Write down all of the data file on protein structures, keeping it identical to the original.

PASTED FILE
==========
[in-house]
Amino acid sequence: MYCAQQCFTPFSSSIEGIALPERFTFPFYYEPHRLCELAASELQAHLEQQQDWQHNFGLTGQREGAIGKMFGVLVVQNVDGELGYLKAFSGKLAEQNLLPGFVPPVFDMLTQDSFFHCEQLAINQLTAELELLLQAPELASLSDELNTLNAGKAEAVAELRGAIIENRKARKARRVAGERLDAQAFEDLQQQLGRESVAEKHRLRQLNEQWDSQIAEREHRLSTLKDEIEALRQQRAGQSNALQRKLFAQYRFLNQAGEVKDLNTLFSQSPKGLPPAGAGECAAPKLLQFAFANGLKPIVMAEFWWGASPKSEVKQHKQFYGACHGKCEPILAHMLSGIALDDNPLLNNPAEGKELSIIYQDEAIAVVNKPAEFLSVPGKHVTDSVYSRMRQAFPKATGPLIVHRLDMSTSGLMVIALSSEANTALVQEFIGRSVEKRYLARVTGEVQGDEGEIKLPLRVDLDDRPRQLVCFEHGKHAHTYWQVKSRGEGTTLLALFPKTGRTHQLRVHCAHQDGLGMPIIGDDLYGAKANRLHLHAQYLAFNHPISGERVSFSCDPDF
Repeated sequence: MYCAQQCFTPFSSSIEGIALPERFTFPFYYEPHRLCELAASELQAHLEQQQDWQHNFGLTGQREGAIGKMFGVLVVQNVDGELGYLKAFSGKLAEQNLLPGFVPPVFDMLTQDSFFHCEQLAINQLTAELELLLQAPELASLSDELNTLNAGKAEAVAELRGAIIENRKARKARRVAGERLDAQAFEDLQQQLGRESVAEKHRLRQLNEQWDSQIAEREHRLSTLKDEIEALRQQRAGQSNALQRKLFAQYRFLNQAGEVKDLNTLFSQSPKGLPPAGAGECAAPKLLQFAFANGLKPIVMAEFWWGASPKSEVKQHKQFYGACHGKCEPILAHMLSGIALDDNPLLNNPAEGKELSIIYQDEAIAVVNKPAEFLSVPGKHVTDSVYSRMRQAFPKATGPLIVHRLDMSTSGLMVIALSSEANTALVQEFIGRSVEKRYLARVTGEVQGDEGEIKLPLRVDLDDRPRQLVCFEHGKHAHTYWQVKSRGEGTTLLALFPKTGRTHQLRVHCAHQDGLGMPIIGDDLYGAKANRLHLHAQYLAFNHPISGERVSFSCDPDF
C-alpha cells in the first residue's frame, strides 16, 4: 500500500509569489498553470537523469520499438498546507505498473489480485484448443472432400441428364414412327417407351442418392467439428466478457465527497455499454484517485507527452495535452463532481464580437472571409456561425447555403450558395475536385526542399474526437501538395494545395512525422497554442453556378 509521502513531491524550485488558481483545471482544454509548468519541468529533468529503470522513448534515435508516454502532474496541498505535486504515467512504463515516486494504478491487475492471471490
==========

[in-house]
Amino acid sequence: MYCAQQCFTPFSSSIEGIALPERFTFPFYYEPHRLCELAASELQAHLEQQQDWQHNFGLTGQREGAIGKMFGVLVVQNVDGELGYLKAFSGKLAEQNLLPGFVPPVFDMLTQDSFFHCEQLAINQLTAELELLLQAPELASLSDELNTLNAGKAEAVAELRGAIIENRKARKARRVAGERLDAQAFEDLQQQLGRESVAEKHRLRQLNEQWDSQIAEREHRLSTLKDEIEALRQQRAGQSNALQRKLFAQYRFLNQAGEVKDLNTLFSQSPKGLPPAGAGECAAPKLLQFAFANGLKPIVMAEFWWGASPKSEVKQHKQFYGACHGKCEPILAHMLSGIALDDNPLLNNPAEGKELSIIYQDEAIAVVNKPAEFLSVPGKHVTDSVYSRMRQAFPKATGPLIVHRLDMSTSGLMVIALSSEANTALVQEFIGRSVEKRYLARVTGEVQGDEGEIKLPLRVDLDDRPRQLVCFEHGKHAHTYWQVKSRGEGTTLLALFPKTGRTHQLRVHCAHQDGLGMPIIGDDLYGAKANRLHLHAQYLAFNHPISGERVSFSCDPDF
Repeated sequence: MYCAQQCFTPFSSSIEGIALPERFTFPFYYEPHRLCELAASELQAHLEQQQDWQHNFGLTGQREGAIGKMFGVLVVQNVDGELGYLKAFSGKLAEQNLLPGFVPPVFDMLTQDSFFHCEQLAINQLTAELELLLQAPELASLSDELNTLNAGKAEAVAELRGAIIENRKARKARRVAGERLDAQAFEDLQQQLGRESVAEKHRLRQLNEQWDSQIAEREHRLSTLKDEIEALRQQRAGQSNALQRKLFAQYRFLNQAGEVKDLNTLFSQSPKGLPPAGAGECAAPKLLQFAFANGLKPIVMAEFWWGASPKSEVKQHKQFYGACHGKCEPILAHMLSGIALDDNPLLNNPAEGKELSIIYQDEAIAVVNKPAEFLSVPGKHVTDSVYSRMRQAFPKATGPLIVHRLDMSTSGLMVIALSSEANTALVQEFIGRSVEKRYLARVTGEVQGDEGEIKLPLRVDLDDRPRQLVCFEHGKHAHTYWQVKSRGEGTTLLALFPKTGRTHQLRVHCAHQDGLGMPIIGDDLYGAKANRLHLHAQYLAFNHPISGERVSFSCDPDF
C-alpha cells in the first residue's frame, strides 16, 4: 500500500509569489498553470537523469520499438498546507505498473489480485484448443472432400441428364414412327417407351442418392467439428466478457465527497455499454484517485507527452495535452463532481464580437472571409456561425447555403450558395475536385526542399474526437501538395494545395512525422497554442453556378 509521502513531491524550485488558481483545471482544454509548468519541468529533468529503470522513448534515435508516454502532474496541498505535486504515467512504463515516486494504478491487475492471471490